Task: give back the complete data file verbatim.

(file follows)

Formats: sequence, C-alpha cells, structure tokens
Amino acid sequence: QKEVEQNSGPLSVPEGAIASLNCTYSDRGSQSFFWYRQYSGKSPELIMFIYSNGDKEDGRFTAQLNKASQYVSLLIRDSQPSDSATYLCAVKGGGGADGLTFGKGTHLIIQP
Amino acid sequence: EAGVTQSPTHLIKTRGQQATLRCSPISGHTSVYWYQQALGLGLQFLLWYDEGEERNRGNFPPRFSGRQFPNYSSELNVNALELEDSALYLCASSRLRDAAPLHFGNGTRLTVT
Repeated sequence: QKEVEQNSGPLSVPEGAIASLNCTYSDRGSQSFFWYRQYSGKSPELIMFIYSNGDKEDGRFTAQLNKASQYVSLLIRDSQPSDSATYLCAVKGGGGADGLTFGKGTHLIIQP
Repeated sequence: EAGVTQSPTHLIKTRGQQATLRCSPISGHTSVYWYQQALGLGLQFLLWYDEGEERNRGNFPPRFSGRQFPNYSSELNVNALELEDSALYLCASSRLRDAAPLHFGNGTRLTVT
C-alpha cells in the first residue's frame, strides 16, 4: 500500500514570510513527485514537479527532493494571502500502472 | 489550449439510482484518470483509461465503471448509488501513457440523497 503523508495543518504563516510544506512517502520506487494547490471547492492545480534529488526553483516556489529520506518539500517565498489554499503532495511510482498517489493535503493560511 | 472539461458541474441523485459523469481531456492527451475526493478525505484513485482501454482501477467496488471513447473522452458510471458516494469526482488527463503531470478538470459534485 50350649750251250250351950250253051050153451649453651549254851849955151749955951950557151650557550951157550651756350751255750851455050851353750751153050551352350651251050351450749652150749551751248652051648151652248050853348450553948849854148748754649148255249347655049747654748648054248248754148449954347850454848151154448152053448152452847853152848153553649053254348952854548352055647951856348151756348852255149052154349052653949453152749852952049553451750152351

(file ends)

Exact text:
Formats: sequence, C-alpha cells, structure tokens
Amino acid sequence: QKEVEQNSGPLSVPEGAIASLNCTYSDRGSQSFFWYRQYSGKSPELIMFIYSNGDKEDGRFTAQLNKASQYVSLLIRDSQPSDSATYLCAVKGGGGADGLTFGKGTHLIIQP
Amino acid sequence: EAGVTQSPTHLIKTRGQQATLRCSPISGHTSVYWYQQALGLGLQFLLWYDEGEERNRGNFPPRFSGRQFPNYSSELNVNALELEDSALYLCASSRLRDAAPLHFGNGTRLTVT
Repeated sequence: QKEVEQNSGPLSVPEGAIASLNCTYSDRGSQSFFWYRQYSGKSPELIMFIYSNGDKEDGRFTAQLNKASQYVSLLIRDSQPSDSATYLCAVKGGGGADGLTFGKGTHLIIQP
Repeated sequence: EAGVTQSPTHLIKTRGQQATLRCSPISGHTSVYWYQQALGLGLQFLLWYDEGEERNRGNFPPRFSGRQFPNYSSELNVNALELEDSALYLCASSRLRDAAPLHFGNGTRLTVT
C-alpha cells in the first residue's frame, strides 16, 4: 500500500514570510513527485514537479527532493494571502500502472 | 489550449439510482484518470483509461465503471448509488501513457440523497 503523508495543518504563516510544506512517502520506487494547490471547492492545480534529488526553483516556489529520506518539500517565498489554499503532495511510482498517489493535503493560511 | 472539461458541474441523485459523469481531456492527451475526493478525505484513485482501454482501477467496488471513447473522452458510471458516494469526482488527463503531470478538470459534485 50350649750251250250351950250253051050153451649453651549254851849955151749955951950557151650557550951157550651756350751255750851455050851353750751153050551352350651251050351450749652150749551751248652051648151652248050853348450553948849854148748754649148255249347655049747654748648054248248754148449954347850454848151154448152053448152452847853152848153553649053254348952854548352055647951856348151756348852255149052154349052653949453152749852952049553451750152351